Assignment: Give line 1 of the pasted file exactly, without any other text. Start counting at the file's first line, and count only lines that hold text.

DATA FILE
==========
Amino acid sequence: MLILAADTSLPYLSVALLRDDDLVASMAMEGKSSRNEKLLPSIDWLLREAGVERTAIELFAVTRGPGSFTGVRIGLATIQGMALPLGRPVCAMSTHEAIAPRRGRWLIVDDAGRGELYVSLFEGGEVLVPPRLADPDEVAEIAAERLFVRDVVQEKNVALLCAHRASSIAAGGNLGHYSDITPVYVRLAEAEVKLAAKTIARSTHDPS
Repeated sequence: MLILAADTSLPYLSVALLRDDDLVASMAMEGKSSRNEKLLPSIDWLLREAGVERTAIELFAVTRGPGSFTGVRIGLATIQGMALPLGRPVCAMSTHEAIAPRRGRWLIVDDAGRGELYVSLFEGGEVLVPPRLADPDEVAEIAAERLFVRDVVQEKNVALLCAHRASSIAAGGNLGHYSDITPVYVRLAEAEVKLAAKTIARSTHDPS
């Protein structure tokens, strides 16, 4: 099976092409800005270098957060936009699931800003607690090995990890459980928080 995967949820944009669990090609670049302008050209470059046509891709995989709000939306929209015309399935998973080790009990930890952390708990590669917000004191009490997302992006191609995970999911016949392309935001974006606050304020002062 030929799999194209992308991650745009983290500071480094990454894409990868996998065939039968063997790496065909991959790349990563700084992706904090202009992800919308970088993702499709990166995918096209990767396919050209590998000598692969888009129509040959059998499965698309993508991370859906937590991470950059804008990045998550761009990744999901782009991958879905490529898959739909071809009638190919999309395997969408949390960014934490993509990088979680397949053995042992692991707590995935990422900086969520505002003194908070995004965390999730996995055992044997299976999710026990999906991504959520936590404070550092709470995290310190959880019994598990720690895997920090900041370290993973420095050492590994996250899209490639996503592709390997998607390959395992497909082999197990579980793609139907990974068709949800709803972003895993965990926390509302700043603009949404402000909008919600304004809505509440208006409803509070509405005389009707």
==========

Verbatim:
Amino acid sequence: MLILAADTSLPYLSVALLRDDDLVASMAMEGKSSRNEKLLPSIDWLLREAGVERTAIELFAVTRGPGSFTGVRIGLATIQGMALPLGRPVCAMSTHEAIAPRRGRWLIVDDAGRGELYVSLFEGGEVLVPPRLADPDEVAEIAAERLFVRDVVQEKNVALLCAHRASSIAAGGNLGHYSDITPVYVRLAEAEVKLAAKTIARSTHDPS